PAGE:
I want to suggest instead that Christian history is distinguished by the way of thinking that underlies it. In his book The Christian Mind, Harry Blamires defined thinking “Christianly” as a way of thinking that “accepts all things with the mind as related, directly or indirectly, to man’s eternal destiny as the redeemed and chosen child of God.” I’ll probably spend the rest of my life wrestling with what this requires of us, but here is what I think it means for the Christian student of history. Our study of the past will be but a subset of our larger call to “love the Lord with all our minds.” Our motive will be to understand God, ourselves, and the world more rightly, to the glory of God, the blessing of our neighbors, and the sanctification of our souls. Our approach will be to bring a Scriptural lens to bear on our contemplation of the past, keeping in mind all that the Bible teaches about the sovereignty of God and the nature and predicament of humankind.

This is where the brevity of life comes in. Both thinking Christianly and thinking historically requires us to be constantly mindful that we live in time.

So what does it mean to live “in time” as a Christian? I think it begins by daily reminding ourselves of one of the undeniable truths of Scripture: our lives are short. The Bible underscores few truths as monotonously. “Our days on earth are a shadow,” Job’s friend Bildad tells Job (Job 8:9). “My life is a breath,” Job agrees (Job 7:7). David likens our lives to a “passing shadow” (Psalm 144:4). James compares our life’s span to a “puff of smoke” (James 4:14). Isaiah is reminded of the “flower of the field” that withers and fades (Isaiah 40:7-8).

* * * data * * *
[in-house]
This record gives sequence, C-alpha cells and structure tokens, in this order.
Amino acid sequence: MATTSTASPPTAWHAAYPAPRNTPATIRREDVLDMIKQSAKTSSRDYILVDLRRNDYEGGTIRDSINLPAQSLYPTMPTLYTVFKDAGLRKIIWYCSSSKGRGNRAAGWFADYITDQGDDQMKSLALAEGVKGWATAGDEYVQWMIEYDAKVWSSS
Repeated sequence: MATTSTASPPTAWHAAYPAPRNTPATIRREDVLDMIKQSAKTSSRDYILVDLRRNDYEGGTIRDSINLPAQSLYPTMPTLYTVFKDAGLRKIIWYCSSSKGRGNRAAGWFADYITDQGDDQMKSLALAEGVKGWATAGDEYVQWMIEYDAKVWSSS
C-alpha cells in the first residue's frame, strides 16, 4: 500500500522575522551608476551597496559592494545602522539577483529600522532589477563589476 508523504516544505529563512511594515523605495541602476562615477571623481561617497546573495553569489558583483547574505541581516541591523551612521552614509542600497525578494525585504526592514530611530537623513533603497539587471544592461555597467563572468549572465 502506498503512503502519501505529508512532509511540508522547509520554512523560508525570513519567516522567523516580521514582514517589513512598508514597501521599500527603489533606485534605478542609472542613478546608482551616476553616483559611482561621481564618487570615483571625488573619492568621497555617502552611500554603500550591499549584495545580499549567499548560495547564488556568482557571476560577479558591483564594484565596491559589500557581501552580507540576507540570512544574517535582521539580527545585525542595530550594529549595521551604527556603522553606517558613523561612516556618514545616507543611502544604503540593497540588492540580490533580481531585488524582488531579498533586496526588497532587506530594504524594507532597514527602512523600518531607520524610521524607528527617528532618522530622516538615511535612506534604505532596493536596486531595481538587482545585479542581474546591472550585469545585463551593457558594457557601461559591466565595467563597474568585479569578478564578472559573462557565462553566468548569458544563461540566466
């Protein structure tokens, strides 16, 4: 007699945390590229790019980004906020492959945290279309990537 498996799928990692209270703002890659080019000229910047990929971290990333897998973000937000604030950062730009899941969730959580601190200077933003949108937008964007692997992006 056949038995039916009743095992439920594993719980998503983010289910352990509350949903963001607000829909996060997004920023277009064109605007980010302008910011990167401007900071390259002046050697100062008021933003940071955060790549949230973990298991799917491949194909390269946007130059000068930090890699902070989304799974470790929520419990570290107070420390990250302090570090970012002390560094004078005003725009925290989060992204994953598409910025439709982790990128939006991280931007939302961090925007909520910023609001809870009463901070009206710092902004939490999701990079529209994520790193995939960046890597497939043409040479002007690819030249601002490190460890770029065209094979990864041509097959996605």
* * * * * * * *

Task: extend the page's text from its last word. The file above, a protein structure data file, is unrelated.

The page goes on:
These aren’t exhortations to “eat, drink, and be merry, for tomorrow we die.” They are meant to admonish us–to spur us to wisdom, not fatalism. The psalmist makes this explicit in the 90th Psalm when he prays that God would “teach us to number our days, that we may gain a heart of wisdom” (Psalm 90:12, New King James version). To “number our days” means to remember that our days are numbered. They are depressingly few, even for the most long-lived among us. The Good News Translation is easier to follow here. It reads: “Teach us how short our life is, so that we may become wise.” Part of growing in Christian wisdom, it would seem, involves reminding ourselves that our lives are fleeting.

American culture, unfortunately, does much to obscure that truth. Compared with the rest of the world, most American Christians live in great material comfort, and for long stretches of time we are able to fool ourselves about the fragility of life. The culture as a whole facilitates our self-deception through a conspiracy of silence. We agree not to discuss death, we hide the lingering aged in institutions, and we expend billions to look younger than we are.

Madison Avenue and Hollywood perpetuates this deceit, glorifying youth and ignoring the aged except for the occasional mirage of a seventy-year-old action hero aided by Botox and stunt doubles. If you need further proof that our culture flees from the truth of Psalm 90:12, just think about what will happen in Times Square tomorrow evening as the clock strikes twelve. Of all the days of the year, New Year’s Eve is the one on which Americans most pointedly acknowledge the passage of time. We have chosen to do so with fireworks and champagne and confetti.